Pacific Takes (Arizona) & Pac Hoops: Silver lining? This is arguably an "easy" three-or-four pack of games for Mannion to miss. There are tougher roads than BYU, Utah, @UW, and ASU. I'm not calling this a cake walk but Mannion should be back for Stanford and Oregon. We don't know a ton about Cody Vaz but how much did we really know about this Beaver team before the season? Riley runs a program and so I don't believe this is season threatening news.,
thecassino, UW Dawg Pound (Washington): I think it will be a big impact. BYU's defense is good enough to make even great quarterbacks have off games, much less someone making their first start. If he's out for the Washington game as well, OSU is looking at a likely 1-2 stretch best case, and that will probably be enough to drop them out of the top 3 in the Pac-12 North. And of course he could come back less than full strength, or miss more games than expected.
Justin Karp, Pacific Takes and Bold Saguaros (ASU): A threat to the season? Nah. Not quite. However, the chances of this injury being very bad for the Beavers are much higher than the chances of Oregon State being able to press forward without him. Sean Mannion has quietly put together a very nice season, completing 63 percent of his passes and making opposing secondaries double down on Markus Wheaton and Brandin Cooks. Unheralded junior Cody Vaz is an unknown entity, but a kneejerk reaction concludes that he won't put up those kinds of numbers, at least not immediately.
The next four games may be a chance, then, for Oregon State to A) sure up their defense going forward into a slog of a Pac-12 North season, and B) establish Storm Woods as a legitimate back. Davis is averaging nearly 5 yards per carry and is more than game to carry a load going forward.
Losing Mannion certainly hurts both the psyche and on the field, but this is where Mike Riley shines. They'll be fine.
Ute Football Central (Utah) & Pacific Takes: Two weeks ago many on the round table talked about how Mannion was perhaps the Heisman candidate for the Pac-12 conference overall. If that's truly the case, then this is likely a devastating blow for the Beavers when it comes to competing with the elite teams of the Pac-12. They should be fine against BYU who has their own QB issues, but the BYU defense is really tough and missing Mannion could be the difference in whether they leave Provo with a win.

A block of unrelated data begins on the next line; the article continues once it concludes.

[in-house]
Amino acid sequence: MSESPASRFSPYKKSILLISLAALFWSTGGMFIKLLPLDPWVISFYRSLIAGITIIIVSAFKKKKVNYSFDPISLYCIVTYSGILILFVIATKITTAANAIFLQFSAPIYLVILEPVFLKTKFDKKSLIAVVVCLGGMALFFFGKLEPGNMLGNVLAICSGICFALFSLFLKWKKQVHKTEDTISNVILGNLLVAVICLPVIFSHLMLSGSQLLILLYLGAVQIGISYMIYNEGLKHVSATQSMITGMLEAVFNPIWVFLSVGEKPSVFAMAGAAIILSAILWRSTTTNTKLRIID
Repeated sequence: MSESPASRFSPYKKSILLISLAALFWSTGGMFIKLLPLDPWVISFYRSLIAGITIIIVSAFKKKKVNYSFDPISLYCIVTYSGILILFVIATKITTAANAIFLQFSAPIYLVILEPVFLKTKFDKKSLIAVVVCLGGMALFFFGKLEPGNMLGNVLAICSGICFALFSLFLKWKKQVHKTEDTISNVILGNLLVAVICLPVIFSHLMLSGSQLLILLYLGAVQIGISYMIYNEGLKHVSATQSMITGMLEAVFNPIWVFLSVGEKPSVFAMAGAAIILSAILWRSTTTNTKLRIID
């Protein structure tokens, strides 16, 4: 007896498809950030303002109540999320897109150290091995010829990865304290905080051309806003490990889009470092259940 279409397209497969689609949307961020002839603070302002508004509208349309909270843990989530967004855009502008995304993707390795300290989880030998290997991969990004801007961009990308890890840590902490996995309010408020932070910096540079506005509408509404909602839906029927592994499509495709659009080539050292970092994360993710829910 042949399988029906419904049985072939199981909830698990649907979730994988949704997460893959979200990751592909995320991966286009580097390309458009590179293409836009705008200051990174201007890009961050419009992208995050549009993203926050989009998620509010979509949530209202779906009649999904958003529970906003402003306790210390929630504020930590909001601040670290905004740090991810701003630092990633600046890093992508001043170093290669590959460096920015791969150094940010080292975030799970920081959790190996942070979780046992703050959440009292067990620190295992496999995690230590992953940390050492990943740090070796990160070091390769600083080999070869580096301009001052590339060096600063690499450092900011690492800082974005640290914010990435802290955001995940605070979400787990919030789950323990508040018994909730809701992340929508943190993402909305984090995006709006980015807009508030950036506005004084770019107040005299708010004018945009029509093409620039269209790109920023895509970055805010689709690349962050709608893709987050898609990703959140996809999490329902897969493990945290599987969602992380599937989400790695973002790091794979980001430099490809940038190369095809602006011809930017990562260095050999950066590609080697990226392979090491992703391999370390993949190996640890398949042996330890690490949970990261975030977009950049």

JazzyUte, Block U (Utah): As much as I want to see Oregon State beat BYU, I think the Cougars’ defense can keep the point total low enough so that they pull out a very tight, low-scoring victory down in Provo. I anticipate the game, and score, will be much like BYU’s win over Utah State last Friday. Still, I would love to see the Beavers beat the Cougars for a whole host of reasons ... but it’s going to be hard. After that, though, I think they stand a good chance of rebounding and beating Utah, who has no offensive flow right now. The fact the game is in Corvallis should give them the heads up. But I don’t know if I see them beating Washington, so, I’m guessing a 1-2 record in these next three ... though I guess 2-1 is possible.
I do agree they will need Mannion for ASU.
Jack Follman, Pacific Takes (Washington): It definitely hurts. Quarterback is the last position you want to lose a starter to injury, especially when that quarterback has been playing just as good as anyone in the conference. Just how much it hurts though will depend on two things. 1. How good is Cody Vaz? If he's not up to snuff teams will simply sell out to the run and blitz him to oblivion and the Beavers will have a tough time doing anything on offense. 2. How long is Mannion out? They can get by with a backup with their style of play against the mid to lower level Pac-12 teams, but they will need to be firing on all cylinders if they hope to knock off Oregon.
Kyle Kensing, Arizona Desert Swarm (Arizona): It's unfortunate given Mannion has been one of the breakout stars in the conference, and OSU is set to face a great defense in BYU, and two good defenses in Washington and Utah. OSU's own defense has been excellent, so I suspect if the Beavers are going to keep winning they'll need to wear down Washington and Utah on that side of the ball to create scoring opponents. If you look at last week, both lost in large part for that reason: UU couldn't sustain possessions and the defense tired late, and UW made costly turnovers.